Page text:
Emotional IQ counts for twice as much as IQ and technical skills combined in determining who will be successful, according to a report from Harvard Business School.
This surprising finding indicates that emotional intelligence isn’t just a nice-to-have, but a required characteristic to forming successful relationships. It’s arguably one of the essential leadership skills of the 21st century, and the good news is that it can be learned.
So, what is emotional intelligence? In short, it’s the ability to be aware of, understand, manage, and express your emotions, and handle interpersonal relationships judiciously and empathetically. A renowned expert on the topic is the author and psychologist Daniel Goleman, who with his partner, Richard Boyatzis, came out with the now-mainstream concept of the Emotional Competency Framework. This idea is comprised of self-awareness, self-management, social awareness, and social skills.
Conscious leaders need to stay relevant to the times. As work tasks are increasingly moved to robots, AI, and automation, it’s more critical than ever for leaders to be in touch with emotions and feelings. Life takes on a different and higher meaning when you experience the thrill of accessing your humanity. Here’s why a conscious leader in the 21st century places so much value on emotional intelligence and how you can embody it, too.
1. CONSCIOUS LEADERS ADAPT TO EVOLUTION AND EXPAND THEIR MINDSET
Evolution is pushing forward with or without us. As a result, the world is furiously changing and calling for bold social reform and environmental solutions to address growing challenges. Politicians and leaders of industry have to expand their mindsets and take the words of Albert Einstein seriously when he said, “We cannot solve our problems with the same thinking we used when we created them.”
Many organizational change initiatives fail; in fact, only around 30 percent are said to succeed. The reason? Change experts suggest new structures and new systems, but leaders and people within these systems don’t change. You can’t change the world, change an organization or system, unless the people operating these systems change first.
2. CONSCIOUS LEADERs USE ALL THREE HUMAN INTELLIGENCE CENTERS
As a child, our cognitive intelligence is promoted above everything else. We enter an educational system that values logical thinking, knowledge, and linguistics, and prepares us through technical skills to function in a society that values the same. The creative arts are down-played and are usually the first to be cut when budgets are tight. It’s no wonder that leaders who come from traditional schooling systems, traditional MBA programs, and Ivy League institutions are programmed to use only one of the three intelligence centers (head, heart, and body). We are trained in making decisions and communicating from our rational, objective head-center while bypassing the tender wisdom of the heart and the experienced intuition of our gut.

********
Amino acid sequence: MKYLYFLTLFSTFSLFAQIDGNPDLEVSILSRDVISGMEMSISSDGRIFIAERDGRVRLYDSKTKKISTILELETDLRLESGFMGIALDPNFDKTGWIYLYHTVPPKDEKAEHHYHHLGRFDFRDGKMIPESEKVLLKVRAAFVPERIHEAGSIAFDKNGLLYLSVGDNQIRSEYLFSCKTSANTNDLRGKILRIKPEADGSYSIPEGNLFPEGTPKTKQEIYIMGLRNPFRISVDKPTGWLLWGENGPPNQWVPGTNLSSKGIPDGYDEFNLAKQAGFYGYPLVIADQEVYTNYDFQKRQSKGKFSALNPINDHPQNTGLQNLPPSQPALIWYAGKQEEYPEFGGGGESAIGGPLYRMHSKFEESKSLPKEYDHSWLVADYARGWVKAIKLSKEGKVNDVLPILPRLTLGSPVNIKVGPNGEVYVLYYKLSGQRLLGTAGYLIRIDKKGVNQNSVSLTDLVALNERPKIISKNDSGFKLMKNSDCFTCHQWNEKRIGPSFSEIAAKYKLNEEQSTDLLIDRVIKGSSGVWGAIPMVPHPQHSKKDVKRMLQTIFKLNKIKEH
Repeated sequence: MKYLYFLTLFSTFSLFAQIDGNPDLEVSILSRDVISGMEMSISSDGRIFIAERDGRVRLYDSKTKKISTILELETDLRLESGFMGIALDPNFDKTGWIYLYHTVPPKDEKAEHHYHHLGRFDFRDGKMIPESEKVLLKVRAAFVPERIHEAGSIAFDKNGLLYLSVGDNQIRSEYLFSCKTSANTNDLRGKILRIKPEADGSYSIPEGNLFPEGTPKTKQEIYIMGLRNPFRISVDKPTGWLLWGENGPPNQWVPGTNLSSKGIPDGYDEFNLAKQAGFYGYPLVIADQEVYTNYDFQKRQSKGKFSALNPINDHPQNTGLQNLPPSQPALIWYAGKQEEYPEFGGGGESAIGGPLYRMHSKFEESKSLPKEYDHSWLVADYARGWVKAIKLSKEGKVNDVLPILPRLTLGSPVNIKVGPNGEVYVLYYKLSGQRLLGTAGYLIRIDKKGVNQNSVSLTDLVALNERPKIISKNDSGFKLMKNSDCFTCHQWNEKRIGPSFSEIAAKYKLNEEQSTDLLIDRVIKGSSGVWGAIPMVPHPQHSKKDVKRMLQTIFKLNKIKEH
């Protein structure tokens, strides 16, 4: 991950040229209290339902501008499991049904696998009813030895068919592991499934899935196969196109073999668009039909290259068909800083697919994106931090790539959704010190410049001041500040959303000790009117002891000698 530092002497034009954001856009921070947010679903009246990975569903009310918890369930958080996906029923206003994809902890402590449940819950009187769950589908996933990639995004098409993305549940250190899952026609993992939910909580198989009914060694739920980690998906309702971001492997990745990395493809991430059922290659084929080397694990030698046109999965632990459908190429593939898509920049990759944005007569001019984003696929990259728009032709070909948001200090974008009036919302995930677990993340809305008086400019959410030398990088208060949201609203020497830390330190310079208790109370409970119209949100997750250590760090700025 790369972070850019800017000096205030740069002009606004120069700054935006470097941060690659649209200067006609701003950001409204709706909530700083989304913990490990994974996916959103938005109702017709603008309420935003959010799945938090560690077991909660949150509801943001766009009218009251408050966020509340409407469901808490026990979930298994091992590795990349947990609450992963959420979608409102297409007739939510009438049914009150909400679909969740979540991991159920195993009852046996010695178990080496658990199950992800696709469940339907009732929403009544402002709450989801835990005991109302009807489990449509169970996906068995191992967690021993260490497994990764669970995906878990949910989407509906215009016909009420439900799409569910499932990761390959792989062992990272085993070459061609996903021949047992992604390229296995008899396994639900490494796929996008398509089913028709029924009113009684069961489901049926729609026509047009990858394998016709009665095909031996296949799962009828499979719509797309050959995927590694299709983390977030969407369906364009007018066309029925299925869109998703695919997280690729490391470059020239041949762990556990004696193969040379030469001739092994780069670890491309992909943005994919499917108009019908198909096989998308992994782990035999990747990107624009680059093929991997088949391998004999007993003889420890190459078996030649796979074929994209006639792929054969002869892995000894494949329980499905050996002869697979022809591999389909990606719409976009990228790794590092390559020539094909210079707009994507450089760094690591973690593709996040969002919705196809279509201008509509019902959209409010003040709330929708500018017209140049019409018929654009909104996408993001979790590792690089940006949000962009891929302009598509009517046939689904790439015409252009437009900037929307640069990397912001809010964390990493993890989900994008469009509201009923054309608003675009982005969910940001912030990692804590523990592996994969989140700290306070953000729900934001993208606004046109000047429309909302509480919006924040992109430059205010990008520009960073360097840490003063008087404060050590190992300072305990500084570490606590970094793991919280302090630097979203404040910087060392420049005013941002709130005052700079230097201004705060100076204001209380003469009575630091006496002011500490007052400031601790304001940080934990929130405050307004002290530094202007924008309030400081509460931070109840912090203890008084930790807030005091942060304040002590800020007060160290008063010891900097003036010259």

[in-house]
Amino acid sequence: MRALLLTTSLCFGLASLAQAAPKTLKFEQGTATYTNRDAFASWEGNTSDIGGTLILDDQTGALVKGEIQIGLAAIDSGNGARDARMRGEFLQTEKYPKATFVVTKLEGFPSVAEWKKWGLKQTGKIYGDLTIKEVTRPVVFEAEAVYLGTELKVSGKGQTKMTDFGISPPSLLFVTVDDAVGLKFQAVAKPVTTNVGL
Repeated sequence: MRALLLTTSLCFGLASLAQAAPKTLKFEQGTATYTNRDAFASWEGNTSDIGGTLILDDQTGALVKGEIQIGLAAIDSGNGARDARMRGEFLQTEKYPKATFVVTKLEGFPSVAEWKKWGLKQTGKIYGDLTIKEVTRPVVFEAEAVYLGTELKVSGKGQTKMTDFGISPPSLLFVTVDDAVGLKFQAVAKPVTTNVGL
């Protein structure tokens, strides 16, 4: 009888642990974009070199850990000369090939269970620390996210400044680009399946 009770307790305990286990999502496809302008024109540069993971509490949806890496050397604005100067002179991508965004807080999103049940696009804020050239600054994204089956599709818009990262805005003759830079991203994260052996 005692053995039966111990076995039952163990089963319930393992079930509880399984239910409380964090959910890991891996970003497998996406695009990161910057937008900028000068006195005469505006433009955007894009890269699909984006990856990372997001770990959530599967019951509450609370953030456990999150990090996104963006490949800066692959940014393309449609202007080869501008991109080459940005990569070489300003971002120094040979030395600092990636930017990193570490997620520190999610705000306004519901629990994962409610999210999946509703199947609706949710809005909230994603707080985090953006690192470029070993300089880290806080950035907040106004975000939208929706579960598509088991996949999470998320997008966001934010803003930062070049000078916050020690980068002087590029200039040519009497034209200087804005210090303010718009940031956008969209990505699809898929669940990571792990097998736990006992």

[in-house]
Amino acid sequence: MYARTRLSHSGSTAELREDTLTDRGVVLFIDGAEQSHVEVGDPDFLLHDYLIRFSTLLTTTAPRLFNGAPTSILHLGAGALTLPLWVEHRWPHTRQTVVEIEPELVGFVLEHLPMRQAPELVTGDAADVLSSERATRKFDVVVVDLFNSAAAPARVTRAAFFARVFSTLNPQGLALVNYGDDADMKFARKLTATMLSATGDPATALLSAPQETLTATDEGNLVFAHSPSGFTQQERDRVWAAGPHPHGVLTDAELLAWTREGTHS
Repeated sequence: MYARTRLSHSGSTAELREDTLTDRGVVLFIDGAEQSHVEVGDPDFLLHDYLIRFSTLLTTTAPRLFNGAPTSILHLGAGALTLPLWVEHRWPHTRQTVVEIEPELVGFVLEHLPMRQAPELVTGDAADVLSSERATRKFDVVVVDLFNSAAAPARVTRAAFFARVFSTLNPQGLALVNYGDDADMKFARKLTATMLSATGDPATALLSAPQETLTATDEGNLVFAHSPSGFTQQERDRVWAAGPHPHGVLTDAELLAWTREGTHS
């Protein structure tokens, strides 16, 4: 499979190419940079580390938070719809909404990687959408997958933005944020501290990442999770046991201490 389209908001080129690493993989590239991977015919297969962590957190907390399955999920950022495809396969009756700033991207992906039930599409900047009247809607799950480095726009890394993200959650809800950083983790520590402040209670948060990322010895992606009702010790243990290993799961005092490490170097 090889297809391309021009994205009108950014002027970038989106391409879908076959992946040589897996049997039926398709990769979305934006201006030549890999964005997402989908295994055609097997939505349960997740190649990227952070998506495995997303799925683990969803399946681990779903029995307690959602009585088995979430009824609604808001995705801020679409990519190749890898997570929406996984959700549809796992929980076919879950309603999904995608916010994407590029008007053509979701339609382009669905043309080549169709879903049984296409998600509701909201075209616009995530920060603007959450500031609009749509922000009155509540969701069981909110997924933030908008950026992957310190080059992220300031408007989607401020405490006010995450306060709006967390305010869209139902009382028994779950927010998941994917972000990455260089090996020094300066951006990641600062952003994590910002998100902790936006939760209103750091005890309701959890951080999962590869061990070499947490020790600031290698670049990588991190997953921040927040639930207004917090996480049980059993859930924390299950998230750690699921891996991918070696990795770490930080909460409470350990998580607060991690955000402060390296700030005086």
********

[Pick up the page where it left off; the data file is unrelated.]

3. CONSCIOUS LEADERS REPLACE COMPETITION WITH RELATIONSHIPS
As we gradually leave behind the systems, traditions, and machine mentality of the Industrial Age and open our hearts and minds to the emerging human-centric organization, the focus shifts to building relationships. Authentic connections are formed through clear and effective communication, integrity, trust, inclusion, and diversity. It’s what the workplace and the world are desperate for right now. Simple acts of kindness, respect, and empathy can determine the level of your employees’ engagement and loyalty.
4. CONSCIOUS LEADERS TRUST RESEARCH AROUND EMOTIONAL INTELLIGENCE
Over the past few decades, mounting evidence has suggested that the potential for a leaders greatness is directly linked to high emotional intelligence. The University of Maryland found that 71 percent of hiring managers found EQ to be more important than IQ. Some of the attributes of high EQ leaders include being able to build solid relationships and inspire others, an ability to handle high stress levels, and those of others, someone better-equipped to manage and resolve conflicts, and a person more likely to lead by example.
In the start-up world, this trend is becoming increasingly evident. Investors aren’t just looking for the next big idea; they’re also greatly concerned about the team. If they think the founder and the team won’t have the leadership potential to weather the rough-and-tumble of entrepreneurship, they might pass on investing. They are seeking mature leaders with people skills.
5. CONSCIOUS LEADERS CREATE AND INNOVATE
Artists aren’t the only creatives. Leaders must also allow creativity to flow freely to create the change needed to bring the world to wholeness. These are leaders who understand the power of the journey — through experimentation, questioning, listening, exploring, reflection, transformation, collaboration, and co-creation. Implementing these changes requires a “beginner’s mind” and a willingness to keep the channels of innovation open at all times. As a colleague of mine likes to say, “Innovation is not something we do; it’s something we are.”
6. CONSCIOUS LEADERs HEAL AND UNITE — NOT DIVIDE
Violent acts are no longer happening in far-off places. They’re happening in schools, churches, and workplaces all around us.
Leaders of companies have an additional role to play: that of the healer. As they deal with the horrific aftermaths of shootings, opioid epidemics, health pandemics, political turmoil, and terror threats, they will need a plan in place to support employees, families, and the broader community. In times such as these, people look to leaders for strength, heart-centered action, and words of solace. This requires an empathetic and compassionate leader who is conscious of broader issues beyond the business they lead.